I suspect that the main reason I've been overvaluing Conley is that when I've watched him pitch, I've generally been watching the first few innings of the game. I don't think it's a secret that overall, pitching stats tend to get worse and batting stats tend to get better in the second and third times through the order, and this issue seems to affect Conley more than most. This year, the first 9 batters he faces in a game are hitting .232 against him, the second 9 are hitting .212, and then with the third+ 9 batters, the number jumps to .272. Meanwhile, his corresponding strikeouts: 49, 42... and 15. I feel like there have been several of his starts where I've checked scores and have been happy to see the Marlins up, say, two to nothing in the third or fourth inning, then have felt a bit of a gut-punch to check in a few innings later and find them losing 5-3. Perhaps Conley will find a way to make adjustments and figure out how to pitch effectively deeper into games, but for now I'm proceeding with caution... there definitely appears to be some smoke and mirrors surrounding what I at first glance thought were some fairly dominant pitching performances.
One of the leagues I own Conley in is a deep keeper league that uses K/BB as a category, and going in to next season I'll be able to keep him for $7. I would have considered this a slam dunk before looking so closely at his stats, but now I'm not so sure. His start Wednesday against the Phillies is a good example of how I've been perceiving his value at a higher rate than he's actually providing. A quick glance at the box score and I was happy to see that he pitched what looked like a gem: 6 2/3 scoreless innings, 6 strikeouts, and a win. But what I didn't immediately notice is that he also not only didn't help me in two of my league's scoring categories, he actually hurt me with a 2.00 K/BB ratio (my team is currently in the middle of the pack in that category at 2.91), and an ugly 1.65 WHIP on the day. As I said, even in standard formats, I hate guys who give up too many walks. And this becomes magnified with a league that is structured to basically penalize my team twice for walks -- I have made a concentrated effort to completely avoid guys who give away too many free passes, even if they come on the cheap. Given his minor league numbers, I think Conley may continue being one of these guys. And while he may ultimately provide more than $7 in value next season, I'm guessing I may be able to put that money to better use -- and if I can get another owner to pay about twice that, which is what I suspect he'll go for next year barring a complete collapse in 2016, all the better.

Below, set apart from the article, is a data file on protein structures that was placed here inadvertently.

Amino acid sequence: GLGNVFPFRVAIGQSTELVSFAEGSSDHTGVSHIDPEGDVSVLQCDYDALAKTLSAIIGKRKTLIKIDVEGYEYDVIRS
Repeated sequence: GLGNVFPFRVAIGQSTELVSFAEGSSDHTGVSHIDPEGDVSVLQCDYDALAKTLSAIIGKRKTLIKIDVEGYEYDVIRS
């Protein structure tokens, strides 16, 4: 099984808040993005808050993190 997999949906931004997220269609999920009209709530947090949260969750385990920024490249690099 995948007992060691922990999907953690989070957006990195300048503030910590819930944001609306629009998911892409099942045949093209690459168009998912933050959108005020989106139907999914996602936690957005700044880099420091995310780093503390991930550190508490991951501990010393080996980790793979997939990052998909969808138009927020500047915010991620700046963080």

I'm definitely not saying I won't draft Conley at all next season; if the price is right in a 5x5 NL-only league, I would be happy to add him to my team. I just don't want to overvalue him or count on him as one of the important cogs of my pitching staff, even in a deep league. And in shallow leagues, I'll eye him as a nice streaming option when the situation is right -- but if I end up counting on him as a permanent part of my rotation, I'll know something definitely went awry with my overall draft plan.